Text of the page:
Tin Signs

Tin Signs

Collecting with Jeff
By Jeff Figler
As strange as it may sound, advertising signs actually date back to ancient times. There are ancient paintings on the walls of shops in Pompeii. Later, there were signs that hung outside shops of blacksmiths, shoemakers, and other tradesmen.
But it was right around the beginning of the 1800s that signs first appeared in the United States, and at first were hand-painted or made from paper. However, since most food products came in tin-plated containers, tin soon became a popular means to advertise around 1875, as machines could trim and stamp sheets of tin. As tin was a tough material, it could be used for signs, which were painted, stenciled, and lithographed. It also could survive the weather.
Although expensive to make, lithographed tin signs were used to sell all types of products, such as gasoline, beer, tobacco, as well as food. If a sign used tin lithograph, it created colorful imagery, such as a company’s logo which could be stamped into the tin and stand out.
The center for tin signs was, of all places, Coshocton, Ohio. It was there that in 1875 Jasper Freemont Meek founded the Tuscarora Advertising Company. He made novelty advertisements on book bags, as well as horse blankets.
Another Coshocton resident, H.D. Beach, made advertising products such as yard sticks, pencils, and shoe horns, at his Standard Advertising Company. In fact, the tin signs that the Tuscarora and Standard Companies, produced are some of the most sought after tin signs today. Finally, in 1901 they merged as the Meek and Beach Company. Meek would soon leave, and started his own company, H.D. Beach Company. Meek then renamed his company the American Art Works.
Tin signs hit their peak in the 1920’s, and were succeeded by porcelain enamel signs. These porcelain signs came to the United States from Europe in 1890. The signs were less expensive to produce, and did not rust as easily.
World War II put a halt to both tin and porcelain signs, and by the time the war was over, plastic and steel were being used in most signs.
Tin signs can still be seen, but they are more costly. Die-cut tin signs are sought by collectors.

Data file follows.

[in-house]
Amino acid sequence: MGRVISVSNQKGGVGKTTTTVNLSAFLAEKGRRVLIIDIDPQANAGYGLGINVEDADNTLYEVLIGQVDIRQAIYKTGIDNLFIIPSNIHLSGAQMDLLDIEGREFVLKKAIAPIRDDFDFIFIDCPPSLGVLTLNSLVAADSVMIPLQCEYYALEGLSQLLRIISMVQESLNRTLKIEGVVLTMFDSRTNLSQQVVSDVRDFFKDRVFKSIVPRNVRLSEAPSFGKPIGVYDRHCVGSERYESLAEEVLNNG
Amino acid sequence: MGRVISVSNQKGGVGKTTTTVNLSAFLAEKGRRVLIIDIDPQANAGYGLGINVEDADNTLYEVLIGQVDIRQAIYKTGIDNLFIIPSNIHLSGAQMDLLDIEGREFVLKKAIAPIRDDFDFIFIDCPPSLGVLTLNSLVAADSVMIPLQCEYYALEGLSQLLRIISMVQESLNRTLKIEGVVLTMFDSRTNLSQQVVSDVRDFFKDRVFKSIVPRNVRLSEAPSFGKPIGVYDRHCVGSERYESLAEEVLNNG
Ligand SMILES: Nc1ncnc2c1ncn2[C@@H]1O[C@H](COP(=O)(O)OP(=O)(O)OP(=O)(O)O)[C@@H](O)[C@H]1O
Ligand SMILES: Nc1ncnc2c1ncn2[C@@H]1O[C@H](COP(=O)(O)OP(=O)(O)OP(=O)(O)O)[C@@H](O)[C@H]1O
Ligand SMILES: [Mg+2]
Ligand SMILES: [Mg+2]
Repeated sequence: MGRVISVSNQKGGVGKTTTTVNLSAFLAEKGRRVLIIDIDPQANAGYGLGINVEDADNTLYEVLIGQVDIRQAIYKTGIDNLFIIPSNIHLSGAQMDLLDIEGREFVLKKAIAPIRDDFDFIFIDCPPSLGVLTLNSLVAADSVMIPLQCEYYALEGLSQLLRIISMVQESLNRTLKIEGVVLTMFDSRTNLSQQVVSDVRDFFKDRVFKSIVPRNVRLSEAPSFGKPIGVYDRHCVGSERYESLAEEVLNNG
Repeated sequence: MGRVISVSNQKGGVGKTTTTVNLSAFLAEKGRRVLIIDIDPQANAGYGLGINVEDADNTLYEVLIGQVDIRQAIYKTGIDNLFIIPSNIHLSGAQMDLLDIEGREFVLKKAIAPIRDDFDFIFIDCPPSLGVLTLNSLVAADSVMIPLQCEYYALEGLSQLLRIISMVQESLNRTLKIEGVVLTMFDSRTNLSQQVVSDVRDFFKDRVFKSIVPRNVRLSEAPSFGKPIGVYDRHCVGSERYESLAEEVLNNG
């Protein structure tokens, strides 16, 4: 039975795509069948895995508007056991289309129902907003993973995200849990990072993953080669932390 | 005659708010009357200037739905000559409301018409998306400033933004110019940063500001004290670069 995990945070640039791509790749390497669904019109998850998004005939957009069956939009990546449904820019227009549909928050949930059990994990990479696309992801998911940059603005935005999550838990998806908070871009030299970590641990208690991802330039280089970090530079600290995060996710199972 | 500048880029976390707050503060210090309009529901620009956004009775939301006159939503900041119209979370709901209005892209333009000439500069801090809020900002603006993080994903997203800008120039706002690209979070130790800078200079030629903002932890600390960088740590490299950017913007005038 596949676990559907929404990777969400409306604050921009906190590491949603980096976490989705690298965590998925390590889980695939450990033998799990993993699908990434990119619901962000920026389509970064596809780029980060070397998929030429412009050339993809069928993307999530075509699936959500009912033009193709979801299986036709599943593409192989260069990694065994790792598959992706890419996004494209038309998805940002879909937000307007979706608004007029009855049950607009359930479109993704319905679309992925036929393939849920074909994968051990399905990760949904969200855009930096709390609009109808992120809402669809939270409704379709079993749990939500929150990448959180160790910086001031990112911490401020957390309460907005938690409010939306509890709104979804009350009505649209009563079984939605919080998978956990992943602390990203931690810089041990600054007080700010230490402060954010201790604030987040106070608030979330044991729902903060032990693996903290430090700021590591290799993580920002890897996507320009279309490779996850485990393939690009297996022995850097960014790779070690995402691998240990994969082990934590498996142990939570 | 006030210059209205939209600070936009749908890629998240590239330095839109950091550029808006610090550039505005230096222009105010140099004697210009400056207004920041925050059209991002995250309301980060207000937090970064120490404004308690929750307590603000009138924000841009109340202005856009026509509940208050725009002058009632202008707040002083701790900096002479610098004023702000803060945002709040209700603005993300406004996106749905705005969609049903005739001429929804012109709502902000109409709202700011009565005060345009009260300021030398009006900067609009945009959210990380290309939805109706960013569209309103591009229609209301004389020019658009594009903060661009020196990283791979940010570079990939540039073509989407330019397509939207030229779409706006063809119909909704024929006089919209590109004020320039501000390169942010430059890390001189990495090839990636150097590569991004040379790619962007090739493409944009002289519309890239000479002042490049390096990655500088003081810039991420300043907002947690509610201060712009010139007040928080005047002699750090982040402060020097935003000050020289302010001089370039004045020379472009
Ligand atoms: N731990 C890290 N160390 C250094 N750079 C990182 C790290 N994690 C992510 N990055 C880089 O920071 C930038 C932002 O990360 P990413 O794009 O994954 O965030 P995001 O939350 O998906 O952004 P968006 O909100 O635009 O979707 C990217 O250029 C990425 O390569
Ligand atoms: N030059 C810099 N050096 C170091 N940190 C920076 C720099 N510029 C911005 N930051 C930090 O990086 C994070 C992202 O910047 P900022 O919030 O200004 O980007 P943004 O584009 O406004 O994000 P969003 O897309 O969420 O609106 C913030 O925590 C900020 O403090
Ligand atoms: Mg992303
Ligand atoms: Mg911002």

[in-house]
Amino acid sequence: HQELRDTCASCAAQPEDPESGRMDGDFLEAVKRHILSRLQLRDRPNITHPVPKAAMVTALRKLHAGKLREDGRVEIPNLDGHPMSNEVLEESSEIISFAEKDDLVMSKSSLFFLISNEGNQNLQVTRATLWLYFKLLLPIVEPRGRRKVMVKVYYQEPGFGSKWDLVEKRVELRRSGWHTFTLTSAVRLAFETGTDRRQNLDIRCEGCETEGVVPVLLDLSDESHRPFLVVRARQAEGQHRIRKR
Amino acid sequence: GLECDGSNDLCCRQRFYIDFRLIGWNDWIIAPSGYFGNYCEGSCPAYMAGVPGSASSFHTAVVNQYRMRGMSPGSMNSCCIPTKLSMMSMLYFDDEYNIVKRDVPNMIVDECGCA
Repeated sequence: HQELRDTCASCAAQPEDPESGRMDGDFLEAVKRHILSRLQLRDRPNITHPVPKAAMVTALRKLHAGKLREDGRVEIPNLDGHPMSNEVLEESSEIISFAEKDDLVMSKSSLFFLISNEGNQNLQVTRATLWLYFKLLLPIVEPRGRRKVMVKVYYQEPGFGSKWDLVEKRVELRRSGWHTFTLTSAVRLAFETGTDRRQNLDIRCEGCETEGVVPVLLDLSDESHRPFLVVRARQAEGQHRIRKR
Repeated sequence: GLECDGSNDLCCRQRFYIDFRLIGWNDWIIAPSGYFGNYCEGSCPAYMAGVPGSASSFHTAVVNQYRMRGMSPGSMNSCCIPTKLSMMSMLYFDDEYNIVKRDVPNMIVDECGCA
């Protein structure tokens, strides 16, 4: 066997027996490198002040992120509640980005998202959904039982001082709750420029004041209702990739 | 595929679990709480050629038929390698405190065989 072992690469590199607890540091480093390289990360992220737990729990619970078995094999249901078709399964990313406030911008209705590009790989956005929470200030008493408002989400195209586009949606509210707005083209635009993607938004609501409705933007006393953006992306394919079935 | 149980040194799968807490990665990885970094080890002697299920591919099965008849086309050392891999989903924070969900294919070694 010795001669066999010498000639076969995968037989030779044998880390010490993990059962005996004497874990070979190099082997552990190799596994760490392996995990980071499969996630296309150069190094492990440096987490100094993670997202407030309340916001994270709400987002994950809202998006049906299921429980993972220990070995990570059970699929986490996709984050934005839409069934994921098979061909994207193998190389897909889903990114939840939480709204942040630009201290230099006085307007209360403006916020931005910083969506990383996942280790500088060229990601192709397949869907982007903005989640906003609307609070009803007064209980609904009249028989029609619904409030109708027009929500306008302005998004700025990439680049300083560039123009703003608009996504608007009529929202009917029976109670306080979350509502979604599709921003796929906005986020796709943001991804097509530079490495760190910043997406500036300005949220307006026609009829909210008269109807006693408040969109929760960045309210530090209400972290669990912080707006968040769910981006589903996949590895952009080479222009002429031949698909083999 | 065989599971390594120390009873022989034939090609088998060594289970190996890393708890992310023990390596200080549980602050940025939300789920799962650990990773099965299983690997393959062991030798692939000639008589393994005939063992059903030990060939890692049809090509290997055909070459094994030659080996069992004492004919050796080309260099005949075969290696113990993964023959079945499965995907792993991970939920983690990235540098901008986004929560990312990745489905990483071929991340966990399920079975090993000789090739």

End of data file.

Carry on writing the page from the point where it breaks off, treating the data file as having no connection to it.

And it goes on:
It is important that if a person is looking to buy a tin sign, he looks for any evidence of rust, which greatly diminishes the tin’s value. And, as with many other types of collectibles, if the condition seems too good, it probably is.
A tin sign’s value will depend on its condition, as well as how used it is, and how much rust it has. Vintage styling, as well as the distinctive subject matters, have made tin signs very desirable to homeowners as well as collectors.
However, it must be noted that some vintage tin signs can be quite expensive. A few examples will suffice.
A circa 1905 handmade tin sign with wooden framework stamped “Beeman’s Pepsin Gum” sold at auction for $14,500.
A very rare Coca-Cola embossed tin sign from 1899 fetched $20,000 in a 2012 auction. This tin sign is what is classified as a crossover, as it is desired by both collectors of tin signs and also Coca-Cola items.
However, at a 2013 auction in Pennsylvania, an extremely rare Campbell’s Soup tin sign sold for $45,000, and in a 2011 auction, a 1900 Hilda Clark tin sign of Coca-Cola went for $47,500. This Coca-Cola sign is one of the most desirable tin advertising signs of all time. It rarely comes up for auction, and when it does, the price is high.
Tin signs have become a part of Americana, and are very desirable among collectors. However, if you are looking for the authentic tin signs, and not a reproduction, make sure that you do your due diligence to ensure that you will not be disappointed later. Vintage tin signs surely are collector pieces that add charm to wherever they are placed.
About the Author:
Jeff Figler has authored more than 600 published articles about collecting. He is one of the world’s leading experts on collectibles and is a former sports columnist for the St. Louis Post-Dispatch/STL Today, and San Diego Union Tribune. Jeff’s most recent book is Picker’s Pocket Guide to Baseball Memorabilia published by Krause Publications. You can learn more about Jeff by visiting his website www.collectingwithjeff.com. He can also be reached via email at info@jefffigler.com.

Tin Signs